Losco et al. 2011 New 2010.8–2010.11 50 Mean 10 mL local anesthesia in the urethra for 3 minutes. After that, a further 10 mL was instilled into the urethra 20 mL of lignocaine 2% gel with chlorhexidine 0.05% (Pfizer (Perth) Pty Limited, Australia) 15F 2b
Zealand EG: 71.44
CG: 66.92
Panach-Navarrete et al. 2015 Spain 5 months 242 Not reported 12.5 g Cathejell lubricant with lidocaine retained in the urethra for 5 minutes 12.5 g Cathejell lubricant with lidocaine beforehand 15.5F 2b
Patel et al. 2007 USA Not reported 100 Mean Visualizing the cystoscopy on a real-time 10 cc 2% viscous lidocaine 16.2F (Olympus CYF-5) 2b
EG: 66.3 video monitor along with the urologist. intraurethral before cystoscopy.
CG: 69.5
Cornel et al. 2008 Netherlands 2007.6–2007.9 154 Mean (range) Watching the video screen together with the urologist during the procedure water, 2 mL of Instillagel® (Farco-pharma GmbH, Köln, Germany) 16.2F (CYF-5, Olympus Keymed, UK) 2b
EG: 70 (32-88)
CG: 70 (31-91)
Zhang et al. 2011 China 2010.1–2011.1 86 Mean (range) Watching the video screen together with the urologist during the procedure 10 mL 2% viscous lidocaine administrated intraurethrally for 3 minutes before FC 16F (Olympus CYF-5A) 2b
EG: 62.9 (28–84)
CG: 64.5 (30–91)
Zhang et al. 2014 China 2013.1–2013.9 124 Mean (SD) Classical music, Chinese folk music, popular music, and foreign music ready for patient selection 10 mL 2% lidocaine jelly administrated intraurethrally for 3 minutes before FC 16F (Olympus CYF-5A) 2b
EG: 64.8 (11.2)
CG: 62.0 (12.7)
Ölçücü et al. 2020 Turkey 2019.7–2020.3 148 Mean (SD) Classical music 10 mL 2% lidocaine jelly administrated intraurethrally for 5 minutes before FC 17F (Hawk GmbH, China) 2b
EG: 57.89 (12.71)
Kwon et al. 2017 South Korea 2015.11–2017.3 86 Mean (SD) Holding the 10 mL 2% lidocaine jelly administrated intraurethrally over 3 minutes before FC 15.6F (Olympus CYF-4) 2b
EG: 56.1 (7.9) nurse’s hand during cystoscopy;
CG: 53.9 (8.8)
Xie et al. 2020 China 2017.4–2018.4 96 Mean (SD) Urinating during FC 10 mL 2% lidocaine jelly administrated intraurethrally for 10 minutes before FC 16F (Olympus 2b
EG: 53.35 (15.87) CYF-5A)
CG: 54.10 (15.48)
Walker et al. 2014 USA Not reported 45 Rang: 18–70 Virtual reality 2% lidocaine jelly before FC Not reported 2b
Note: FC, flexible cystoscopy; EG, experimental group; CG, control group; SD, standard deviation; LoE, level of evidence.
3.2 Pressure makes pleasure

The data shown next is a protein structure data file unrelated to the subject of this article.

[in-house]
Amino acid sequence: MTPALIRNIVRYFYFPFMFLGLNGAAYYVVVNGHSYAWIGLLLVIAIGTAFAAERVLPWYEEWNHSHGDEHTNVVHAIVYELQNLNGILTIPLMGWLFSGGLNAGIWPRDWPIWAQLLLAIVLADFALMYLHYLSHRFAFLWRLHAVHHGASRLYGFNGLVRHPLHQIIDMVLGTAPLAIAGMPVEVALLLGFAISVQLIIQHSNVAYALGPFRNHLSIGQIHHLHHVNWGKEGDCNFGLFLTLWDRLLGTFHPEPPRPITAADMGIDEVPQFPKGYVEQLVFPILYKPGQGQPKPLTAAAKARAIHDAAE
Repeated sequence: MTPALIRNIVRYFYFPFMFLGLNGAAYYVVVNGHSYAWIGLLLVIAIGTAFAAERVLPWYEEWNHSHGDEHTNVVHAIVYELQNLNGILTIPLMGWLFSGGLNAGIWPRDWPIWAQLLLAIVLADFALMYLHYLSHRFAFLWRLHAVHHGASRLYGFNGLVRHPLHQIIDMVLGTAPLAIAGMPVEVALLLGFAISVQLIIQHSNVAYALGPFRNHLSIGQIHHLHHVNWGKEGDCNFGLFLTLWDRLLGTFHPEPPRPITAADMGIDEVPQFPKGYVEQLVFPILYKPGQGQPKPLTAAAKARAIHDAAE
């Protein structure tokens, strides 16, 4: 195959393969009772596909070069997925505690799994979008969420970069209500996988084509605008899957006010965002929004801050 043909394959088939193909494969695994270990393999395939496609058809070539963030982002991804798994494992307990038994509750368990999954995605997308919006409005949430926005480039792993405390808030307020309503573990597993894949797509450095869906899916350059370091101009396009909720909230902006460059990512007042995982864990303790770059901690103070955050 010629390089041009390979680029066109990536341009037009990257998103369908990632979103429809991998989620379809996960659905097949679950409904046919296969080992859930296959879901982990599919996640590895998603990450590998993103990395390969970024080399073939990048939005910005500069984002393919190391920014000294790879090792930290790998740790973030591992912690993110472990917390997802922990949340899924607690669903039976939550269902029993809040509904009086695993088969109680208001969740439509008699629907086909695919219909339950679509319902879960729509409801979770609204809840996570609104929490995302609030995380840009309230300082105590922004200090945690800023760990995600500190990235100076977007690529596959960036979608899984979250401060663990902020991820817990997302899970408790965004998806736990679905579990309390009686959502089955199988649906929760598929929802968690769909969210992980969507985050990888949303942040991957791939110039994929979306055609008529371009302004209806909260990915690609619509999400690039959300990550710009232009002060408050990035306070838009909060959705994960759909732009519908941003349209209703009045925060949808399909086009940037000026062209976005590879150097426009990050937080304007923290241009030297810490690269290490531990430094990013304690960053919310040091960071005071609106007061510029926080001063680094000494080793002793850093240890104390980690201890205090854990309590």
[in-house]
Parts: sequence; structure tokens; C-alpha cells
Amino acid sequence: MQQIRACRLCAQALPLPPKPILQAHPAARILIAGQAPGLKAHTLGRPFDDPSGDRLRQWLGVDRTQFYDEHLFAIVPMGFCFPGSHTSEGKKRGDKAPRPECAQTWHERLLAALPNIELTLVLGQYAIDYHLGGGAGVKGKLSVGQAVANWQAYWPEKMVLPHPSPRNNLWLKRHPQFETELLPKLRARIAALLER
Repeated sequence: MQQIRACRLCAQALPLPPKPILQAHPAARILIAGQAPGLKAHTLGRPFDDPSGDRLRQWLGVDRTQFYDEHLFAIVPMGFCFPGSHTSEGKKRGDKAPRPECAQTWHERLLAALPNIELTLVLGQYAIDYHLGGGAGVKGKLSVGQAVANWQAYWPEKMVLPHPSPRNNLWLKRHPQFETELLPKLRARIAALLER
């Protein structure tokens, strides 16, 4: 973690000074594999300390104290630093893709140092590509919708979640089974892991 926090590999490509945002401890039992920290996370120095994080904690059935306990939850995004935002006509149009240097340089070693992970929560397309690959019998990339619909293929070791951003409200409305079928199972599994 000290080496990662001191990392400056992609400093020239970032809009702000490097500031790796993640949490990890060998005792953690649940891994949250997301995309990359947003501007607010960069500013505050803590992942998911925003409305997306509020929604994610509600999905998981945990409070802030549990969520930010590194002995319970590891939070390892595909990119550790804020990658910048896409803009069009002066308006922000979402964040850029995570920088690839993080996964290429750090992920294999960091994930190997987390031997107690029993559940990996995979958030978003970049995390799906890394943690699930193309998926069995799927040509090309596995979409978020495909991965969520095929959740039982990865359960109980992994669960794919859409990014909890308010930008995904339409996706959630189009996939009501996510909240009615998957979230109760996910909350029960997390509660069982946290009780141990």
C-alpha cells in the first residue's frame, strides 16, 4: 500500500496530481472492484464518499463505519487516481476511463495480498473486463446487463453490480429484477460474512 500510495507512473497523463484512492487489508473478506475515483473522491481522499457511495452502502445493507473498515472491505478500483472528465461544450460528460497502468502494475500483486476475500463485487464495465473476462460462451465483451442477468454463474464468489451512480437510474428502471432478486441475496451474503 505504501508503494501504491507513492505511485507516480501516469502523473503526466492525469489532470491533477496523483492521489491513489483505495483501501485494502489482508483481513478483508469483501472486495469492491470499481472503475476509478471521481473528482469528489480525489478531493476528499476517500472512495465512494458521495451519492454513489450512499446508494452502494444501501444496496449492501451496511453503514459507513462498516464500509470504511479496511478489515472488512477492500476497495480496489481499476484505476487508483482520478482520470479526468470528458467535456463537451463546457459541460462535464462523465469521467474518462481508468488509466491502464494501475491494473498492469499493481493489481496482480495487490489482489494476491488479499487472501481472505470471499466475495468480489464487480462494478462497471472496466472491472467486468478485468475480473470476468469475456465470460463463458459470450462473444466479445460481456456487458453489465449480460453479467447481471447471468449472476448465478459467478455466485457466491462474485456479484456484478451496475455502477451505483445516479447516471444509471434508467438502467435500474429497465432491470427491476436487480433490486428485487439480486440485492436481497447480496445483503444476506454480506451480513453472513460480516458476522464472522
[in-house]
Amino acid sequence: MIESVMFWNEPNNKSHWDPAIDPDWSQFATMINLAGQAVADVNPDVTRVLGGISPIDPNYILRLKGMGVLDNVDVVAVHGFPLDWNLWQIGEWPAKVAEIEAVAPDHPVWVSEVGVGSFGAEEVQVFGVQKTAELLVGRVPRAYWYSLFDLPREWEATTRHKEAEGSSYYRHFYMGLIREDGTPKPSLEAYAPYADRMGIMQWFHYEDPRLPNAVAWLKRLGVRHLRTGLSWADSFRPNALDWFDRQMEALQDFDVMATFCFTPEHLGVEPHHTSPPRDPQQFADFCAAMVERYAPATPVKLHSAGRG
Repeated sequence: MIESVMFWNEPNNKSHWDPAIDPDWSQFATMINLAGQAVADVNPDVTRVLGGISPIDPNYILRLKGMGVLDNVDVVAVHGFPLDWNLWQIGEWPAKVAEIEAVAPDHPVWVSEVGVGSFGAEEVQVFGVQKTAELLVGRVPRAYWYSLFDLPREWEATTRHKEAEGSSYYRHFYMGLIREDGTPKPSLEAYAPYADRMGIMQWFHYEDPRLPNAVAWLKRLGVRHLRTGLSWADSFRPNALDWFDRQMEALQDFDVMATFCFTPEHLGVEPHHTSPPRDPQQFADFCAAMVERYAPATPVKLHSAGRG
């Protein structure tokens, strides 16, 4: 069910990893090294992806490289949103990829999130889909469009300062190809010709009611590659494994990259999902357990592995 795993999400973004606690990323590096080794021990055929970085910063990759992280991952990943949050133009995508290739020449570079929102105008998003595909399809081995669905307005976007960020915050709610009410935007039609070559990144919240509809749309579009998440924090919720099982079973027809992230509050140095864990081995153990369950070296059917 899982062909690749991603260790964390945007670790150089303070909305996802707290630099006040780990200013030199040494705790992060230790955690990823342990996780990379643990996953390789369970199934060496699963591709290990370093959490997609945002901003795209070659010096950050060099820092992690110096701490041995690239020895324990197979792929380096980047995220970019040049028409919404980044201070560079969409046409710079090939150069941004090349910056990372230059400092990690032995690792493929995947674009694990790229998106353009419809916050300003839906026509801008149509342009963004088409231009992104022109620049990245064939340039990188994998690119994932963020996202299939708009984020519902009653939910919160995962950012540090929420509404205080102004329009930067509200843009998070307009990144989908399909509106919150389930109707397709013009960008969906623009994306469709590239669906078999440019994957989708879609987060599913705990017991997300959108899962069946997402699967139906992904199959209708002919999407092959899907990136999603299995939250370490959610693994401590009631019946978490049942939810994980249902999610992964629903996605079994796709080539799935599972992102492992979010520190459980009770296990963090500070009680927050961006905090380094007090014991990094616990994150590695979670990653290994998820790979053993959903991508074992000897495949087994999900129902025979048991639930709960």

Irrigation pressure can be increased by squeezing the irrigation bag or by increasing the height of the irrigation bag during flexible cystoscopy. A pooled analysis of three studies [13, 14, 15] including a total of 453 male patients demonstrated that patients in the higher irrigation pressure group had significantly lower VAS scores than their counterparts during FC (WMD: −1.43; 95% confidence interval (CI): −1.72 to −1.14; Fig. 3) with no between-study heterogeneity (p = 0.661).

Fig. 3.

The results of evaluated outcomes in this meta-analysis. (A) The result of increasing irrigation pressure versus the control group. (B) The result of immediate versus delayed flexible cystoscopy. (C) The result of watching the monitor versus control group. (D) The result of listening to music versus control group.

3.3 Immediate versus delayed FC

The effect of the time interval between application of local anesthetics and FC insertion on patient discomfort remains controversial. Three trials [16, 17, 18] containing a total of 392 male patients evaluated the pain with immediate versus delayed FC after the administration of local anesthetics. The results of the meta-analysis showed that there was no significant difference in pain perception between the immediate or delayed insertion groups treated with the same local anesthetic (SMD: −0.19; 95% CI: −0.39 to 0.01; Fig. 3).

3.4 Patient observation of FC

A pooled analysis of three articles [19, 20, 21] including a total of 340 male patients showed that men who watched the cystoscopy on a monitor experienced significantly lower pain compared to those who did not watch the operation (SMD: −0.64; 95% CI: −1.14 to −0.15; Fig. 3).

3.5 Music intervention

Two studies [22, 23] including a total of 272 patients assessed the impact of listening to music on pain and anxiety in male patients undergoing FC. Our meta-analysis found that music significantly improved patient pain (WMD: −0.92; 95% CI: −1.29 to −0.54; Fig. 3).

3.6 Other interventions

Kwon et al. [24] found that hand-holding during FC resulted in a remarkable reduction in pain experienced by male patients (2.9 ± 1.0 in hand-holding group versus 3.7 ± 1.2 in control group). In addition, anxiety was also reduced by hand-holding (41.4 ± 7.8 in hand-holding group versus 48.4 ± 10.8 in control group), and patient satisfaction was improved (8.5 ± 1.8 in hand-holding group versus 6.7 ± 2.4 in control group). Xie et al. [25] investigated the effects of urination during FC on urethral pain in male patients, and they observed that the urination group showed significantly lower pain scores 2 (IQR 1-3) during cystoscope insertion compared to the control group 3 (IQR 2-3), (p = 0.001). In addition, Walker et al. [26] assessed the ability of virtual reality distraction to relieve pain and anxiety during FC; however, virtual reality distraction did not reduce pain or anxiety in men during cystoscopy.